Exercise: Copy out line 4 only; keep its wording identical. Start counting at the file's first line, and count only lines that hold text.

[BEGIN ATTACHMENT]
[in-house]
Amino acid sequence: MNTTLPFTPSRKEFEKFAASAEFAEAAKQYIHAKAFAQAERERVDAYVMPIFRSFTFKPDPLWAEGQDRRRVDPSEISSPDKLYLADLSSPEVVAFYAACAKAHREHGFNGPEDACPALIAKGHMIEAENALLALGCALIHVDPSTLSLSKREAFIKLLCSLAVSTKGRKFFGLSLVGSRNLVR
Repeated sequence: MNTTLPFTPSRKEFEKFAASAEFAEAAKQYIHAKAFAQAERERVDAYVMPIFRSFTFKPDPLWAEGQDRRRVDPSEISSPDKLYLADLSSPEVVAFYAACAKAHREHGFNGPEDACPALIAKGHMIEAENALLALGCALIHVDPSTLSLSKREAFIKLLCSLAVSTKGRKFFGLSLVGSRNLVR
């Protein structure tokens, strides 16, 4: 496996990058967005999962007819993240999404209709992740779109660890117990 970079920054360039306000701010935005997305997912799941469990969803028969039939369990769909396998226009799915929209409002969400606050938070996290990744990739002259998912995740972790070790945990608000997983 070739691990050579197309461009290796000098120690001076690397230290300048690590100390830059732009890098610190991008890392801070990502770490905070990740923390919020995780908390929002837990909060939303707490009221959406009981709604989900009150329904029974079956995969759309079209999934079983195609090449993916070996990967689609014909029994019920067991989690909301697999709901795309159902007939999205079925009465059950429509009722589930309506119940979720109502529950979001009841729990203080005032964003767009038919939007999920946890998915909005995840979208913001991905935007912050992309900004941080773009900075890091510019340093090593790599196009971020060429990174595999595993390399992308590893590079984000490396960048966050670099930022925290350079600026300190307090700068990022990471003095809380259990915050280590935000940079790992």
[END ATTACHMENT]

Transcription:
């Protein structure tokens, strides 16, 4: 496996990058967005999962007819993240999404209709992740779109660890117990 970079920054360039306000701010935005997305997912799941469990969803028969039939369990769909396998226009799915929209409002969400606050938070996290990744990739002259998912995740972790070790945990608000997983 070739691990050579197309461009290796000098120690001076690397230290300048690590100390830059732009890098610190991008890392801070990502770490905070990740923390919020995780908390929002837990909060939303707490009221959406009981709604989900009150329904029974079956995969759309079209999934079983195609090449993916070996990967689609014909029994019920067991989690909301697999709901795309159902007939999205079925009465059950429509009722589930309506119940979720109502529950979001009841729990203080005032964003767009038919939007999920946890998915909005995840979208913001991905935007912050992309900004941080773009900075890091510019340093090593790599196009971020060429990174595999595993390399992308590893590079984000490396960048966050670099930022925290350079600026300190307090700068990022990471003095809380259990915050280590935000940079790992």